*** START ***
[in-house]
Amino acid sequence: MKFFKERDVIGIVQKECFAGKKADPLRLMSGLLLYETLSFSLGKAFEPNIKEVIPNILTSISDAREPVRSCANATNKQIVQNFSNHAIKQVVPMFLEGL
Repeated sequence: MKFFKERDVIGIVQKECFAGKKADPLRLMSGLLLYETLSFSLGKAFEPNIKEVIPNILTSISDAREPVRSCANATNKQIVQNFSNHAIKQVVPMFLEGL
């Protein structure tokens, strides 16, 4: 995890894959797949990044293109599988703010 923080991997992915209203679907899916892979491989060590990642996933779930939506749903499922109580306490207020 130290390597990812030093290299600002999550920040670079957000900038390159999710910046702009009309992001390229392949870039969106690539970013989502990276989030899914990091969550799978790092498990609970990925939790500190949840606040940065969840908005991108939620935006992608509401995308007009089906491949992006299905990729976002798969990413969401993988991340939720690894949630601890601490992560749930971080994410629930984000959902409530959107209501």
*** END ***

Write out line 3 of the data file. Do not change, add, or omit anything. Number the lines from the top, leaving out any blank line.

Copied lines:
Repeated sequence: MKFFKERDVIGIVQKECFAGKKADPLRLMSGLLLYETLSFSLGKAFEPNIKEVIPNILTSISDAREPVRSCANATNKQIVQNFSNHAIKQVVPMFLEGL